Contempt of Court

H. Beatty Chadwick was arrested on April 5, 1995, and has remained in jail ever since. Mr. Chadwick has not been convicted of anything; in fact, he has not even been charged with a crime. Instead, Mr. Chadwick was found to be in contempt of court in his divorce case. The court determined Mr. Chadwick transferred approximately $2,500,000 through offshore accounts in an attempt to hide the money from his now ex-wife. 

Mr. Chadwick would probably be released if he simply told the court where he hid the money but he refuses to cooperate so the court refuses to release him. The Chadwick case is obviously an extreme example. In fact, it is believed Mr. Chadwick holds the record for the longest jail term in a civil contempt case. However, the case does serve as a reminder that the court has the power to enforce its orders through the contempt process, even in a divorce case. Throughout the divorce process the court may issue several orders. At the start of the case the court may grant one party exclusive possession of the residence, for example.

By way of illustration let’s assume the wife filed for divorce and the court granted her exclusive possession of the residence. If the husband refuses to leave the residence, or if he returns after being ordered out, he has violated the court’s order. The wife may be able to file criminal trespassing charges against her husband, depending on the law of the jurisdiction. She can also file an accusation of contempt with the court accusing the husband of violating the court’s orders. The court will hold a hearing to determine if a violation occurred and, if so, if the violation was willful (if the husband was not served with the orders before he went into the house it would not be a willful violation, for example). If the court determines the husband willfully violated the orders then it will hold the husband in contempt of court.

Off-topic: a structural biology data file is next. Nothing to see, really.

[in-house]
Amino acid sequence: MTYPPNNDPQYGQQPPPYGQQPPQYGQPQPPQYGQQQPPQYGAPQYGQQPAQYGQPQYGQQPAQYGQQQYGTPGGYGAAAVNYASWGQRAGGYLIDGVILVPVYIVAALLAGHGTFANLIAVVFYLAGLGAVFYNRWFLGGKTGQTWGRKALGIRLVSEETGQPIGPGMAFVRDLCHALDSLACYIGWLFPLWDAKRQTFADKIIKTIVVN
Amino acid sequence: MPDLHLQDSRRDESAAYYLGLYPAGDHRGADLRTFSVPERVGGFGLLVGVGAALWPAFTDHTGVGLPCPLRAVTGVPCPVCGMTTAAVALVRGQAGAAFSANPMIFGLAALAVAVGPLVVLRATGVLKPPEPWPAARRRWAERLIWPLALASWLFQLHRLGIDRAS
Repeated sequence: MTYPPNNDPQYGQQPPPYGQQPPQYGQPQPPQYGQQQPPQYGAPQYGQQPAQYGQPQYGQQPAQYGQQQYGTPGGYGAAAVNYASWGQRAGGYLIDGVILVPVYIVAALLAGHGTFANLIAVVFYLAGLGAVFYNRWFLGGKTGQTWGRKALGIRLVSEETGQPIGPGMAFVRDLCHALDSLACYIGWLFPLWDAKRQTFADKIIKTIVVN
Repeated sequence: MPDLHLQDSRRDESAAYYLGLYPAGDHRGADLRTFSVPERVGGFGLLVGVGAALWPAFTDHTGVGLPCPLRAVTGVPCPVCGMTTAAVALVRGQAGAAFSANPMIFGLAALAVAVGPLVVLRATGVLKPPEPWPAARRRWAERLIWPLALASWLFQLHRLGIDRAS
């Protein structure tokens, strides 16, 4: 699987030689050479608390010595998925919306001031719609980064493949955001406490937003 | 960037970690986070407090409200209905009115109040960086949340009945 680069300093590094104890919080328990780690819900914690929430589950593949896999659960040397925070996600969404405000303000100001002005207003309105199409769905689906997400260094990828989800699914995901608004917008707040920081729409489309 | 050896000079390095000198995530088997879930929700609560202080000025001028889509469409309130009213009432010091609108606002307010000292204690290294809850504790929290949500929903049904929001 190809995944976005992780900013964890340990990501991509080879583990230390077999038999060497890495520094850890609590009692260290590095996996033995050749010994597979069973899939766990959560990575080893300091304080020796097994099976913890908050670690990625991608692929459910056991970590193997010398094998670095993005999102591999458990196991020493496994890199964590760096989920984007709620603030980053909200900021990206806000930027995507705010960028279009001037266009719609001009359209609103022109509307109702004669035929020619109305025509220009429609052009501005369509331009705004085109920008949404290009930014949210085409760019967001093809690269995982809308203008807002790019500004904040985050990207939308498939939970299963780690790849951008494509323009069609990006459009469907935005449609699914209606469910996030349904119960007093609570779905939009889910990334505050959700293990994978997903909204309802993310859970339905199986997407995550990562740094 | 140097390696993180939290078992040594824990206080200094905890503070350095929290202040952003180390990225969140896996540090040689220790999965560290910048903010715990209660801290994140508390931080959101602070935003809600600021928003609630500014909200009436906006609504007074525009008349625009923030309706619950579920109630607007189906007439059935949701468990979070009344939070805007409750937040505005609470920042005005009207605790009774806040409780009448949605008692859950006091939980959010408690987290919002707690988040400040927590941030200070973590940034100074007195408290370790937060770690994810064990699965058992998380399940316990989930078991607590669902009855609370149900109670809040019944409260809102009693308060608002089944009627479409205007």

Direct violations of court orders, doing what you have been specifically ordered not to do, are relatively easy to prove and occur relatively infrequently. A more common situation arises when one party fails to do something the court ordered them to do; most often this involves failing to pay child support or maintenance (alimony). For this example we will assume the wife is ordered to pay child support to the husband. If wife fails to make the payments husband can file an accusation of contempt with the court. Wife would then be required to explain to the court if she made the required payment of why she failed to make the payments. If a party is accused of directly doing something they were ordered not to do (entering into the house, in the first example) the issue for the court is usually to determine if the violation occurred. There are not very many cases where a party can establish that he or she inadvertently violated the court’s direct orders.